Another week closer to handing in Studio Space to the publishers and it’s been a very productive one. I started last Saturday only just finishing transcribing Tommy Lee Edwards and a week later, I’ve written the chapters for Duncan Fegredo, Jim Lee, Frank Miller, Joe Kubert, Adam Hughes and Walter Simonson. That just leaves Tommy Lee Edwards, George Pratt and Tim Bradstreet for my part of the book. We’ve given up on Moebius as that turned out to be too complex to negotiate in time but perhaps he may be in the next one, if we do another volume. The book preparation is going extremely well and we’ll definitely hit our target to deliver at the end of this month, which is lucky since I’m going to New York specifically to deliver the book then. I’m also lucky enough to go to Frank Miller’s studio to take photos (for Studio Space) and I get to see Robert Mcginnis’s studio, which will also be exciting.
I’ve put a couple of my photos up of the artists in their studio, which will appearing cleaned up in the book (Walt Simonson, George Pratt and Joe Kubert). Also here’s a rather lovely Tommy Lee Edwards Superman image.
I picked up the latest Daredevil trade paperback, The Devil: Inside And Out, by Ed Brubaker, Michael Lark and Stefano Gaudiano. Reprinting the first six issues of Brubaker and Lark’s run on the book, it’s a much less self conscious and more accomplished effort than most of Bendis and Maleev’s work, which preceded it. Matt Murdock has to survive in prison while a man wearing Daredevil’s costume is running amok around New York. Brubaker shows that he is a more solid writer than Bendis now, with a neat line in intelligent plotting and Lark’s art is less reliant on photo reference than Maleev, making it much more kinetic. It’s a great start to the run and, if the pair continue to deliver to this level, then it could be a truly classic partnership.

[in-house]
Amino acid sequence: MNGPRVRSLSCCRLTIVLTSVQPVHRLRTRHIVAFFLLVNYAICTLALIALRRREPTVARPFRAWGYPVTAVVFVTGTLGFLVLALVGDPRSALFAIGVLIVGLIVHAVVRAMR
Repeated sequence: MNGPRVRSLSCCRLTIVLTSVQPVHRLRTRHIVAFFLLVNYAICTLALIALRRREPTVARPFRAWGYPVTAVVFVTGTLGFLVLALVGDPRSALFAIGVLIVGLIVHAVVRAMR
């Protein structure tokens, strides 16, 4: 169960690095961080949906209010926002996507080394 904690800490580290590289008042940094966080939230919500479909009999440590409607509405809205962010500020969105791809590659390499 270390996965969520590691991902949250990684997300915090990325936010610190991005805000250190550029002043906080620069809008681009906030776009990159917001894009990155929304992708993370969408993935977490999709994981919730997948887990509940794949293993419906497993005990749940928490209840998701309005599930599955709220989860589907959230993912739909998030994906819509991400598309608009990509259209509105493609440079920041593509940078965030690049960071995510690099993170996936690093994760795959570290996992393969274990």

Next week I’ll be reviewing Clint Eastwood’s Flags of Our Fathers and giving you a few more snippets from Studio Space.

I celebrated my birthday on Saturday, October 28th, with an Indian meal in the evening with David Baillie, his girlfriend Jen, my mate Andy and Gary, who came up from Winchester. That was the perfect cap to a fun but exhausting day. Myself and Gary started the day by visiting the London Expo out in Docklands. They made a reasonably big deal out of the comic creators’ presence but it was rather a token effort. So it was more like an anime expo with a minute amount of comics. We did get to catch up with Adam Hughes and Brian Bolland, both for the purposes of Studio Space. We also saw Sean Phillips for lunch, since he was in London, signing at FP. But compared with Saturday, it’s been a relatively uneventful week. I met up with Mike Carey and David Baillie on Tuesday for a few drinks and a later dinner in town and Thursday I went to see toy designer James Jarvis speak at the Peacock Theatre as part of the D&AD Presidents lectures. It’s funny: I went because my mate Steve is a big fan and the tickets were free but it turned out that he’s a big comic fan, especially Mike McMahon, and also appreciates Asterix and TinTin. So that’s ended up as a surprisingly interesting evening. The issue of Empire with my Robert Mcginnis interview came out this week and what was a pleasant shock was the fact that they used all five quotes in print. They told me when they commissioned it that only one of them would appear in print with the rest on the website. A commissioning editor who delivers more than they promise. That’s rare. So here’s my piece for you which hopefully you can read…
I’ve also included photos of the two sets of statues outside Australia House on Aldwych and the tower of St Clement Danes on a particularly great day for light for photos…
We’re in the last month of Studio Space so we’ve begun putting the finishing touches to every chapter. We’ve been getting some pretty cool and exciting artwork in to accompany each chapter and I may tantalise you with something next week.